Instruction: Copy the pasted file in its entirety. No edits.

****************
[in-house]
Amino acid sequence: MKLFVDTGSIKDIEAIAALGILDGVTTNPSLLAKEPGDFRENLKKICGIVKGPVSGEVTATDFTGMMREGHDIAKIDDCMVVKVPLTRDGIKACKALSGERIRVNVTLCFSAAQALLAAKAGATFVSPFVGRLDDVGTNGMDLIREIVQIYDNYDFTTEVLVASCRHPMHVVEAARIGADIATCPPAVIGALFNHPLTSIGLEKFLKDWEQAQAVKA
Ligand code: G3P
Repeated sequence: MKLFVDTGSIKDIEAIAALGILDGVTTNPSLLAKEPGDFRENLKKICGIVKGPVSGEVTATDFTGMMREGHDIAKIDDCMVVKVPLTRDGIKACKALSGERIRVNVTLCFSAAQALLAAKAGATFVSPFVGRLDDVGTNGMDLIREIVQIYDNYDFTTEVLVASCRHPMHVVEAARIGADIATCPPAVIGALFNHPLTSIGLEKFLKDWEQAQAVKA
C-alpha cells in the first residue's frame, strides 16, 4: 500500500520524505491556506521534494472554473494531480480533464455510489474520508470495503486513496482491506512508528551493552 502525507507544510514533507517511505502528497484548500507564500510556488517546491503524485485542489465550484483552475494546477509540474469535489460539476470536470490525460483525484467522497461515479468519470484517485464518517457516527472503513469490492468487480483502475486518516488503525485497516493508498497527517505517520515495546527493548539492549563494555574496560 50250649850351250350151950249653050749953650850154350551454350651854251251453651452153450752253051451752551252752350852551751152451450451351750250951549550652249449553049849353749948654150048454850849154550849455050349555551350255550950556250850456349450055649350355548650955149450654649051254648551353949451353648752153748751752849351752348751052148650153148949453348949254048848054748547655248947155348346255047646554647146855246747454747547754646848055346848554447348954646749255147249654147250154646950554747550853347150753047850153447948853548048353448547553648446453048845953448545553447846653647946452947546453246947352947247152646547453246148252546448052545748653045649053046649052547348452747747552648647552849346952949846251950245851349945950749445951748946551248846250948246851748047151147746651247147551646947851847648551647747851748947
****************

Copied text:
[in-house]
Amino acid sequence: MKLFVDTGSIKDIEAIAALGILDGVTTNPSLLAKEPGDFRENLKKICGIVKGPVSGEVTATDFTGMMREGHDIAKIDDCMVVKVPLTRDGIKACKALSGERIRVNVTLCFSAAQALLAAKAGATFVSPFVGRLDDVGTNGMDLIREIVQIYDNYDFTTEVLVASCRHPMHVVEAARIGADIATCPPAVIGALFNHPLTSIGLEKFLKDWEQAQAVKA
Ligand code: G3P
Repeated sequence: MKLFVDTGSIKDIEAIAALGILDGVTTNPSLLAKEPGDFRENLKKICGIVKGPVSGEVTATDFTGMMREGHDIAKIDDCMVVKVPLTRDGIKACKALSGERIRVNVTLCFSAAQALLAAKAGATFVSPFVGRLDDVGTNGMDLIREIVQIYDNYDFTTEVLVASCRHPMHVVEAARIGADIATCPPAVIGALFNHPLTSIGLEKFLKDWEQAQAVKA
C-alpha cells in the first residue's frame, strides 16, 4: 500500500520524505491556506521534494472554473494531480480533464455510489474520508470495503486513496482491506512508528551493552 502525507507544510514533507517511505502528497484548500507564500510556488517546491503524485485542489465550484483552475494546477509540474469535489460539476470536470490525460483525484467522497461515479468519470484517485464518517457516527472503513469490492468487480483502475486518516488503525485497516493508498497527517505517520515495546527493548539492549563494555574496560 50250649850351250350151950249653050749953650850154350551454350651854251251453651452153450752253051451752551252752350852551751152451450451351750250951549550652249449553049849353749948654150048454850849154550849455050349555551350255550950556250850456349450055649350355548650955149450654649051254648551353949451353648752153748751752849351752348751052148650153148949453348949254048848054748547655248947155348346255047646554647146855246747454747547754646848055346848554447348954646749255147249654147250154646950554747550853347150753047850153447948853548048353448547553648446453048845953448545553447846653647946452947546453246947352947247152646547453246148252546448052545748653045649053046649052547348452747747552648647552849346952949846251950245851349945950749445951748946551248846250948246851748047151147746651247147551646947851847648551647747851748947